If you feel tired, low and lethargic during the winter months when daylight hours are shorter, there’s a chance you might be experiencing Seasonal Affective Disorder (SAD) – a condition also known as winter depression or the winter blues.
There can be strong links between the weather and wellbeing, with more than half of UK adults reporting lower mood in winter months – and as many as one in three adults suffering from SAD symptoms, according to a study from The Weather Channel/YouGov. The reason for this is that the reduced sunlight can affect the feel-good chemicals in our brain, which can trigger a low mood. Most of the time the symptoms of SAD will lessen when the spring brings sunnier days and longer daylight hours, but that still means several drawn-out winter months that can feel like an endurance test when you’re low on energy and mood.
The symptoms of SAD can include:
- Fatigue and tiredness.
- Wanting to sleep the whole time, and perhaps struggling to get some decent sleep.
- Craving carbs and comfort food, which can lead to weight gain.
- Losing interest in the things you usually love.
- Feeling irritated or agitated.
- Trouble concentrating.
- Experiencing feelings of hopelessness or despair.
- Refusing invitations to social events for fear that you’ll be boring, or bored.
- Feeling guilty that you’re letting people down, or that you’re a failure.
- Feeling anxious that you can’t cope with everyday stresses.
Tips for coping with SAD
In our work as therapists, we often see signs of SAD in people as soon as the clocks go back. If your symptoms are severe then we would recommend speaking to your GP. Here we share some self-help strategies that may support you if you’re affected by milder symptoms of SAD…
Allow yourself to hibernate
If you know you’re not on top form socially or emotionally during the winter season, then see it as an opportunity to devote some time and space to prioritise self-care. Think of it as hibernation. Take care of all your senses, with nice things to watch, listen to, smell, taste and touch.
Let there be light
Light therapy is said to be an effective way of reducing SAD symptoms for some people. Light therapy involves exposing yourself to a light therapy box that mimics daylight. Other people may prefer to grab themselves some real daylight as and when the sun makes an appearance in winter. Sitting outside, wrapped up in, in winter sunlight can be a mood booster for some.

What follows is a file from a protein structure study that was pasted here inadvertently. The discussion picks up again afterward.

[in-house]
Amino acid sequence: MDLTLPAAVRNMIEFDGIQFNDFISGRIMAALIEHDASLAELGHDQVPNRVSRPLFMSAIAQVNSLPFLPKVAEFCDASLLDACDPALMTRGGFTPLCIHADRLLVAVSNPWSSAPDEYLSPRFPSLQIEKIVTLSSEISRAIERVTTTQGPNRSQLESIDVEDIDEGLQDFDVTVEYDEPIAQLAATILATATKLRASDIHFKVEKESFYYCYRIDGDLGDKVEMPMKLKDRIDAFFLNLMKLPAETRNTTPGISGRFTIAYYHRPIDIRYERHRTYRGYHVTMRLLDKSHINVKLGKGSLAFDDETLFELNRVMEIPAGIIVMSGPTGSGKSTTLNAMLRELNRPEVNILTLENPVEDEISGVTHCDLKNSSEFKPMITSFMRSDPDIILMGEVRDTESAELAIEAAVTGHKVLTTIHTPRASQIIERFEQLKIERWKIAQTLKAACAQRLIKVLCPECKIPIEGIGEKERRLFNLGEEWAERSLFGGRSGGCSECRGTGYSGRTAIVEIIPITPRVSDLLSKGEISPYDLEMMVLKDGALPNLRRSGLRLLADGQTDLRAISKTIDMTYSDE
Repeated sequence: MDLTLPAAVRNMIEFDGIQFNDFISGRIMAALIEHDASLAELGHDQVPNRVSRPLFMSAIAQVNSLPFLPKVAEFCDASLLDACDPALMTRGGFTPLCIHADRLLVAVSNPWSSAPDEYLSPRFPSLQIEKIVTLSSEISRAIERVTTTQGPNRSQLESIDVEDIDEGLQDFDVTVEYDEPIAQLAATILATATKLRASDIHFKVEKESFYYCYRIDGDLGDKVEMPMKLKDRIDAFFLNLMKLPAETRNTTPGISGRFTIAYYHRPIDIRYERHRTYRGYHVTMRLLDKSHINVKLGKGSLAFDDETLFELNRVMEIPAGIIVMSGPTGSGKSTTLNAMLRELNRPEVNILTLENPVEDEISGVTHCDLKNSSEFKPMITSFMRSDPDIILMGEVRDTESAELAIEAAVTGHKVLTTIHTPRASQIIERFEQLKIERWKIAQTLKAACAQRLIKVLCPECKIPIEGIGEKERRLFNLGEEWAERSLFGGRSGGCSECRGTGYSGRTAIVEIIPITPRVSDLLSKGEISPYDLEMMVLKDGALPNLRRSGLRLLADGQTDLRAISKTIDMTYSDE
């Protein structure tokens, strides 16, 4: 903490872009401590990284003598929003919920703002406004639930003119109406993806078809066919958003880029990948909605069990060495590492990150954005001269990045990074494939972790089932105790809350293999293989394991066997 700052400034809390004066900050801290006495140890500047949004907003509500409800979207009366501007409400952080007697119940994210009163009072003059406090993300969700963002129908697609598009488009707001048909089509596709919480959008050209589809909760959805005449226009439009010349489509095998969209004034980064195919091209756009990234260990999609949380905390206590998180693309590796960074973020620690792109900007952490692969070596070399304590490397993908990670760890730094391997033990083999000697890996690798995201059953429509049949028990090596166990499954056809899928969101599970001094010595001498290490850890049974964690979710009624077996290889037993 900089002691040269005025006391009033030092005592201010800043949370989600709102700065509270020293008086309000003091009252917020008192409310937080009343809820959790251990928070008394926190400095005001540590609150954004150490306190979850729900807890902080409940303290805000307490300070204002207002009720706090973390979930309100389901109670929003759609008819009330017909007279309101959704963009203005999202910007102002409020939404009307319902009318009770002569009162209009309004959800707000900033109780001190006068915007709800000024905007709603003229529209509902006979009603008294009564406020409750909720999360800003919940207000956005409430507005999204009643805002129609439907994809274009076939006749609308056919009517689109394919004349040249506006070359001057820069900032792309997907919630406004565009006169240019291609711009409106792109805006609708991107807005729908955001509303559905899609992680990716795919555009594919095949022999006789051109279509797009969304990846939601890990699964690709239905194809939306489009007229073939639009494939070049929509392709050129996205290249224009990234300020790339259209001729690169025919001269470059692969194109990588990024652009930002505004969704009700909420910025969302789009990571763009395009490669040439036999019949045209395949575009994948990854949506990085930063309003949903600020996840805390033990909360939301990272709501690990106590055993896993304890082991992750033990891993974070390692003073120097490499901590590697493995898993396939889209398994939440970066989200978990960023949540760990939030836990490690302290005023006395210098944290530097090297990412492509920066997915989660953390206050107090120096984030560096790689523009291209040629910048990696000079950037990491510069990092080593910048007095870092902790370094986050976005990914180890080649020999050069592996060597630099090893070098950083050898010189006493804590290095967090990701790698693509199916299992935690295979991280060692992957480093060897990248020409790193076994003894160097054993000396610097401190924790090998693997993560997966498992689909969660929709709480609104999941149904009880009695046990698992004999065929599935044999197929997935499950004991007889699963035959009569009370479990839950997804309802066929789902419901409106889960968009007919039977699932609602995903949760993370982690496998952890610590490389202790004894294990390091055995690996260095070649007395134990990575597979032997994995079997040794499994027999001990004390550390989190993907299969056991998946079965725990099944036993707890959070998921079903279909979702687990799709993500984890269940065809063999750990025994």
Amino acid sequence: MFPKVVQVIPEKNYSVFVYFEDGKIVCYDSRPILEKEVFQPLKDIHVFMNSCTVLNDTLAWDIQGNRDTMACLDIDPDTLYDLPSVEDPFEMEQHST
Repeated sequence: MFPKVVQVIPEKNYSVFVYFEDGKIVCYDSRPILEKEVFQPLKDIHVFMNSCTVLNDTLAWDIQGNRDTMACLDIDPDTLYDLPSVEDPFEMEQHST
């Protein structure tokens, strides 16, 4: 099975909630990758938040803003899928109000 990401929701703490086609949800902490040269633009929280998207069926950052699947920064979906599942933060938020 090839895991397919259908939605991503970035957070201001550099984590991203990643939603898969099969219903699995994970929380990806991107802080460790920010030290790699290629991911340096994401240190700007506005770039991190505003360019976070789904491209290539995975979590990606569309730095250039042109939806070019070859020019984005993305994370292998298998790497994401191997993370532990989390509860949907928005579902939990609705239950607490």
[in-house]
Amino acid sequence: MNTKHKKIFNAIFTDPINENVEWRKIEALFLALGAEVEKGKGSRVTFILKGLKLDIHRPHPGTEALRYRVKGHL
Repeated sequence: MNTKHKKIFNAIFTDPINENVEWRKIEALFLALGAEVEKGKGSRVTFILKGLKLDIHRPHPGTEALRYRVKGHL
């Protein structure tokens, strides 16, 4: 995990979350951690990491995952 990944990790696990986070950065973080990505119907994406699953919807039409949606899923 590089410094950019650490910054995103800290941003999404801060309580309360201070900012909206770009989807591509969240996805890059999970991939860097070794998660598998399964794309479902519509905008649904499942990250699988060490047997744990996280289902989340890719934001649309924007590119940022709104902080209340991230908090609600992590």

Know that this will pass
This can be a tricky one. When you experience low mood and energy, and feelings of worthlessness, it can be hard to remember a time when you felt good about yourself. If your symptoms are seasonally related, know that they will pass in time. Try to remind yourself of that when the days are at their darkest.
Exercise is often cited as a key weapon in the fight against depressive symptoms. Stay active in ways you enjoy.
Do an activity that puts you in flow
If you’re inside more during the winter months, find an indoor activity that absorbs you. Being in flow, doing something you adore, can help reignite your interest in life. You may want to take up a craft activity, try out new recipes in the kitchen, read books, or try a jigsaw puzzle.
Keep a journal
Writing down your thoughts and feelings can lessen their grip on you. Allow yourself to write about your sad days and your happier days, checking in daily with your mood. Journaling can help you sort through and process your emotions and gain a fresh perspective.
Talk to someone
While it can be tempting to isolate yourself, it’s healthier for you if you keep up with your social networks. Speak to friends, spend time with family, or seek out a professional if you feel you need objective support.
If you’re experiencing the winter blues and feel you could benefit from talking to a professional, then get in touch with our reception team to discuss seeing one of our therapists. You can reach us on 020 8673 4545 and firstname.lastname@example.org